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Upright tilt table testing in the evaluation of syncope

Brian Olshansky, MD
Section Editor
Bernard J Gersh, MB, ChB, DPhil, FRCP, MACC
Deputy Editor
Brian C Downey, MD, FACC


The upright tilt table test is commonly performed for the evaluation of syncope, although the test has limited specificity, sensitivity, and reproducibility. It may be helpful particularly in young, otherwise healthy patients in whom the diagnosis of vasovagal (neurocardiogenic) syncope is suspected but not certain [1-3]. It is also useful in older persons in whom the cause of syncope remains unclear, but vasovagal syncope is suspected [3,4].

The utility of and protocol for tilt table testing will be reviewed here. The general evaluation of the patient with syncope and vasovagal syncope and other types of reflex (neurally-mediated) syncope is discussed separately. (See "Syncope in adults: Clinical manifestations and diagnostic evaluation" and "Reflex syncope".)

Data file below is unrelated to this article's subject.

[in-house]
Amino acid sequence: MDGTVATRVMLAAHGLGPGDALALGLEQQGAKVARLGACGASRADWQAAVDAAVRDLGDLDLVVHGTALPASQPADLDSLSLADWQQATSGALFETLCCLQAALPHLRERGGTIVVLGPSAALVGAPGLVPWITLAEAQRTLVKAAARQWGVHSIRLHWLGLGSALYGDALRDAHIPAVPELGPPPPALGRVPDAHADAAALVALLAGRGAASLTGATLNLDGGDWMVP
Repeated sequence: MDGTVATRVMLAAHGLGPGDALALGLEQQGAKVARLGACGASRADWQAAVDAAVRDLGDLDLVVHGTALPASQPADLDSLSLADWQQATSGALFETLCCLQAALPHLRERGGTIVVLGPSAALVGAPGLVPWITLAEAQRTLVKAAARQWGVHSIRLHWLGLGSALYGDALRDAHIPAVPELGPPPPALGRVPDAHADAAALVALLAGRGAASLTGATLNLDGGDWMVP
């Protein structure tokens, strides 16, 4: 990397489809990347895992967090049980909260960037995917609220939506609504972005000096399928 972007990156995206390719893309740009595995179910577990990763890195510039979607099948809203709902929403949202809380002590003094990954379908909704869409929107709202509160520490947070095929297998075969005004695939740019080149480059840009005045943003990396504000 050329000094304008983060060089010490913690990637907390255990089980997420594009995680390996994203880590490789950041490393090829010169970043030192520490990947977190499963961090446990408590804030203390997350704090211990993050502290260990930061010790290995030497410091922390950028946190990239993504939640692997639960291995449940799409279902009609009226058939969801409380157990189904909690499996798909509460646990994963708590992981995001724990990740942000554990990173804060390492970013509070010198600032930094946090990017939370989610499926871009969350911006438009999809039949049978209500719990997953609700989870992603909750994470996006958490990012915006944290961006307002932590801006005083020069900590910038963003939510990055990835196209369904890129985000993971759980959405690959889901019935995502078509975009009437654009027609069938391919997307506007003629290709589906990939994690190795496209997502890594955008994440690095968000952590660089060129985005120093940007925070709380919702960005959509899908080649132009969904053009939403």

We agree with the 2015 Heart Rhythm Society Expert Consensus Statement on the Diagnosis and Treatment of Postural Tachycardia Syndrome, Inappropriate Sinus Tachycardia, and Vasovagal Syncope [5] and the 2009 European Society of Cardiology indications for upright tilt table testing in the following clinical settings [1]:

Detailed autonomic testing, transthoracic echocardiogram, tilt-table testing, and exercise stress testing may be considered for selected patients being assessed for POTS:

Recurrent episodes of syncope in the absence of organic heart disease, or in the presence of organic heart disease after cardiac causes of syncope have been excluded.


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Literature review current through: Jan 2017. | This topic last updated: Thu Nov 12 00:00:00 GMT+00:00 2015.
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